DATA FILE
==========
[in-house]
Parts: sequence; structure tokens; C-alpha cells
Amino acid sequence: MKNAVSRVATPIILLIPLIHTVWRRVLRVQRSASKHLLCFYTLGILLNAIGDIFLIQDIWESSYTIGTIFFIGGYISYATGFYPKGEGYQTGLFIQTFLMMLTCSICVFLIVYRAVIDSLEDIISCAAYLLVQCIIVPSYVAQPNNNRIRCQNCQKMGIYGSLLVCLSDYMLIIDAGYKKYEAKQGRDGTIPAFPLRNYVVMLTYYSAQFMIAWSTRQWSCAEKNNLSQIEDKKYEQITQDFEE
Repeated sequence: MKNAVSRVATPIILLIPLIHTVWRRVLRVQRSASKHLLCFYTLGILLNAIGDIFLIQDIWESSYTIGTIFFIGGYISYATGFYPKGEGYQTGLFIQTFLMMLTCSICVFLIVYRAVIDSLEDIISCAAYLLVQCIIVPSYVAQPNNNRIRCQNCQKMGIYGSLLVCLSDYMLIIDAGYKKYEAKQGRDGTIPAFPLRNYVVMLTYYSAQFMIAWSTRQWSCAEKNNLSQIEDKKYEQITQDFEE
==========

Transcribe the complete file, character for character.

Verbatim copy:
[in-house]
Parts: sequence; structure tokens; C-alpha cells
Amino acid sequence: MKNAVSRVATPIILLIPLIHTVWRRVLRVQRSASKHLLCFYTLGILLNAIGDIFLIQDIWESSYTIGTIFFIGGYISYATGFYPKGEGYQTGLFIQTFLMMLTCSICVFLIVYRAVIDSLEDIISCAAYLLVQCIIVPSYVAQPNNNRIRCQNCQKMGIYGSLLVCLSDYMLIIDAGYKKYEAKQGRDGTIPAFPLRNYVVMLTYYSAQFMIAWSTRQWSCAEKNNLSQIEDKKYEQITQDFEE
Repeated sequence: MKNAVSRVATPIILLIPLIHTVWRRVLRVQRSASKHLLCFYTLGILLNAIGDIFLIQDIWESSYTIGTIFFIGGYISYATGFYPKGEGYQTGLFIQTFLMMLTCSICVFLIVYRAVIDSLEDIISCAAYLLVQCIIVPSYVAQPNNNRIRCQNCQKMGIYGSLLVCLSDYMLIIDAGYKKYEAKQGRDGTIPAFPLRNYVVMLTYYSAQFMIAWSTRQWSCAEKNNLSQIEDKKYEQITQDFEE